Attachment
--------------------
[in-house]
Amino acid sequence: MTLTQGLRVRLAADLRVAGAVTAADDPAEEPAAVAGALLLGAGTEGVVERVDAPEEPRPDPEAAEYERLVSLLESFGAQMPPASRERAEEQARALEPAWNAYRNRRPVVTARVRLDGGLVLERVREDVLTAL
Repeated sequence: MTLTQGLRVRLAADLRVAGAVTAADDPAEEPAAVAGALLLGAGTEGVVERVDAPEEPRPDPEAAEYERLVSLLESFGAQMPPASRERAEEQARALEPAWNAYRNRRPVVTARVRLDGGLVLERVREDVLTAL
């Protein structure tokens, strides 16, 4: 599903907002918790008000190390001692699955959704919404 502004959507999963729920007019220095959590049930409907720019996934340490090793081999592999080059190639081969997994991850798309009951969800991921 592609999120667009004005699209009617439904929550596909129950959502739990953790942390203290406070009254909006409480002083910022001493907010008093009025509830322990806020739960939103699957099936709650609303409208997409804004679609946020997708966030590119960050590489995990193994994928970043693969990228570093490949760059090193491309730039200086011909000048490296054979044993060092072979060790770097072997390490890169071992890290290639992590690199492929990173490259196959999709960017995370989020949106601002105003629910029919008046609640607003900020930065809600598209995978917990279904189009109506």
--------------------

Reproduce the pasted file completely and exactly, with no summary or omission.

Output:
[in-house]
Amino acid sequence: MTLTQGLRVRLAADLRVAGAVTAADDPAEEPAAVAGALLLGAGTEGVVERVDAPEEPRPDPEAAEYERLVSLLESFGAQMPPASRERAEEQARALEPAWNAYRNRRPVVTARVRLDGGLVLERVREDVLTAL
Repeated sequence: MTLTQGLRVRLAADLRVAGAVTAADDPAEEPAAVAGALLLGAGTEGVVERVDAPEEPRPDPEAAEYERLVSLLESFGAQMPPASRERAEEQARALEPAWNAYRNRRPVVTARVRLDGGLVLERVREDVLTAL
């Protein structure tokens, strides 16, 4: 599903907002918790008000190390001692699955959704919404 502004959507999963729920007019220095959590049930409907720019996934340490090793081999592999080059190639081969997994991850798309009951969800991921 592609999120667009004005699209009617439904929550596909129950959502739990953790942390203290406070009254909006409480002083910022001493907010008093009025509830322990806020739960939103699957099936709650609303409208997409804004679609946020997708966030590119960050590489995990193994994928970043693969990228570093490949760059090193491309730039200086011909000048490296054979044993060092072979060790770097072997390490890169071992890290290639992590690199492929990173490259196959999709960017995370989020949106601002105003629910029919008046609640607003900020930065809600598209995978917990279904189009109506």